Study design

This phase 3, randomized, double-blind, placebo-controlled, multicenter study was conducted between April 2012 and July 2013 in 10 centers in China. The study consisted of 5 clinic visits: 1 screening visit, 2 visit during the lead-in/baseling period, and 2 visits during double-blind treatment. The study protocol and consent form were reviewed and approved by the appropriate institutional ethics committee at each study site. The study was conducted in accordance with the Good Clinical Practice Guidelines, and the Declaration of Helsinki. Prior to any study procedures, written informed consent was obtained from each study subject by investigators of each center. The trial has been registered under Clinical-Trials.gov Identifier NCT01928342 (http://clinicaltrials.gov/show/NCT01928342).

At screening (week -4), patients meeting the initial eligibility criteria received the same open-label statin treatment as before with the dosage remaining stable, which was continued for the remainder of the study. In addition, they received dietary counseling on the NCEP Therapeutic Lifestyle Changes diet[28].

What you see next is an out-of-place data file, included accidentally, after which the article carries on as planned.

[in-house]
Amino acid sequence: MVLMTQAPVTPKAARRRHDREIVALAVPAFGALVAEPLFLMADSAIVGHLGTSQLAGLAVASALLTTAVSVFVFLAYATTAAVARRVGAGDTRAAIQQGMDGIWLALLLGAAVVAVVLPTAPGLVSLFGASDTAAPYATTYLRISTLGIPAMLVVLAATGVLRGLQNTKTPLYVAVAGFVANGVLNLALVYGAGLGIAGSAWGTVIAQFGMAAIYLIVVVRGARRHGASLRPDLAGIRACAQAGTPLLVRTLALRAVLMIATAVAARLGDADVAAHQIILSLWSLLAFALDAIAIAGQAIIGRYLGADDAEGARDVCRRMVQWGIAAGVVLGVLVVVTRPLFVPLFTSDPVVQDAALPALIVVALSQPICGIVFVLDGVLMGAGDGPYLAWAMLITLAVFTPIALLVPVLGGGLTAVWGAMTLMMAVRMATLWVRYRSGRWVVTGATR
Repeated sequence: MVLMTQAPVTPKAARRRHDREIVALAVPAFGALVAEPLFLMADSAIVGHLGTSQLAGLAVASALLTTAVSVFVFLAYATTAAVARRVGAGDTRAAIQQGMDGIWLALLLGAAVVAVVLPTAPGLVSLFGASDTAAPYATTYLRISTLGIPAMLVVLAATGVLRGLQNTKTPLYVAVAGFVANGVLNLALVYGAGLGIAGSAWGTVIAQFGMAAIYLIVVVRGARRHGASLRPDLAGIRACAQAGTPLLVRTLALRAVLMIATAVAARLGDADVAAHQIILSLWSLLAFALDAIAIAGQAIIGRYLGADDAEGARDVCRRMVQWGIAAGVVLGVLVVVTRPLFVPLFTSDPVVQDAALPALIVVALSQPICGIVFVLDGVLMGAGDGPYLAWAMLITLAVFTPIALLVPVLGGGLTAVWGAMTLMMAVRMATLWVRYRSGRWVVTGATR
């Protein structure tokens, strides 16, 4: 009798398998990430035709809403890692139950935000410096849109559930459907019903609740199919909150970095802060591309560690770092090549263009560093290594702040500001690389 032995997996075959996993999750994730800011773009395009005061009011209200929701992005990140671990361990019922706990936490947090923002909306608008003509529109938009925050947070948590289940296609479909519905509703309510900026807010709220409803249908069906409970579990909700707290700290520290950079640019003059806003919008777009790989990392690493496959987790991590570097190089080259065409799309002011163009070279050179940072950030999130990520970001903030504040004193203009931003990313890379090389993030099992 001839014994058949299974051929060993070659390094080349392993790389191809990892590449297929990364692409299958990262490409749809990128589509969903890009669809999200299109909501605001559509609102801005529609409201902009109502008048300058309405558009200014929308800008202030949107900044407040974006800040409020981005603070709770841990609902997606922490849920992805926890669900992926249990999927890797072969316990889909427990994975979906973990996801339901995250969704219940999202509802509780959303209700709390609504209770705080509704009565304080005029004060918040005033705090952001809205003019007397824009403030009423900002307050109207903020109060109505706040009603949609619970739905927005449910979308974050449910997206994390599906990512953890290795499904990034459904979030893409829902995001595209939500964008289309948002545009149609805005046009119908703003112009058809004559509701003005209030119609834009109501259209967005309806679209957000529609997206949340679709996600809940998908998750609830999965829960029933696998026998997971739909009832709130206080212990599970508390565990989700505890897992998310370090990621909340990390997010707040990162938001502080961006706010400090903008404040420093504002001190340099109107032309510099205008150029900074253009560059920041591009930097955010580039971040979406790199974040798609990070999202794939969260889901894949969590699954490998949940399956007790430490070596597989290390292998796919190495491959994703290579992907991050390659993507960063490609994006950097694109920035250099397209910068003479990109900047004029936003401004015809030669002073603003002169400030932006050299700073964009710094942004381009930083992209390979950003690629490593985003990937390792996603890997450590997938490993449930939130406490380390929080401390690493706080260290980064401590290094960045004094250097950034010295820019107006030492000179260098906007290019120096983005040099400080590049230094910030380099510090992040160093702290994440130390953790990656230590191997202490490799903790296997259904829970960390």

After the lead-in phase, patients whose compliance (measured by the number of capsules consumed relative to the number expected to be consumed) with statin therapy was ≥80% and who had TG level at 2.3-7.0 mmol/L with changes in TG levels between weeks -4 and -1 less than 20% were randomized to receive 8 weeks of double-blind CoA capsule 400 U/d or placebo (Meiyou Pharmaceutical Group Co., Ltd., Shanghai, China). Patients were allocated numbers as they entered the study, and a computer-generated randomization scheme was used to determine treatment allocation as each patient became eligible. Treatment codes for each patient were provided to each center in a sealed envelope, and investigators were unaware of the treatment codes until the envelope was opened at the randomization visit.